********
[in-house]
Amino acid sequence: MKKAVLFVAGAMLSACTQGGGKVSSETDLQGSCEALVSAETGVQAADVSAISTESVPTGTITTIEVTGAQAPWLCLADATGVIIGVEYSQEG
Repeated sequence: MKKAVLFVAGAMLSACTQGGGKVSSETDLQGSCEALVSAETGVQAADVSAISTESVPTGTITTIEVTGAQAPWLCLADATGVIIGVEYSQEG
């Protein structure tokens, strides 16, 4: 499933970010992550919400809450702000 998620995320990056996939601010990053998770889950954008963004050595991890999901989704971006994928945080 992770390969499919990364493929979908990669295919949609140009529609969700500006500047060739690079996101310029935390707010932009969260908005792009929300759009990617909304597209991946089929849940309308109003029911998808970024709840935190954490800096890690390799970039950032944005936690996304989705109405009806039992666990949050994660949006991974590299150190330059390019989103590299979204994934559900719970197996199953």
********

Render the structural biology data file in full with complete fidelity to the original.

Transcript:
[in-house]
Amino acid sequence: MKKAVLFVAGAMLSACTQGGGKVSSETDLQGSCEALVSAETGVQAADVSAISTESVPTGTITTIEVTGAQAPWLCLADATGVIIGVEYSQEG
Repeated sequence: MKKAVLFVAGAMLSACTQGGGKVSSETDLQGSCEALVSAETGVQAADVSAISTESVPTGTITTIEVTGAQAPWLCLADATGVIIGVEYSQEG
């Protein structure tokens, strides 16, 4: 499933970010992550919400809450702000 998620995320990056996939601010990053998770889950954008963004050595991890999901989704971006994928945080 992770390969499919990364493929979908990669295919949609140009529609969700500006500047060739690079996101310029935390707010932009969260908005792009929300759009990617909304597209991946089929849940309308109003029911998808970024709840935190954490800096890690390799970039950032944005936690996304989705109405009806039992666990949050994660949006991974590299150190330059390019989103590299979204994934559900719970197996199953």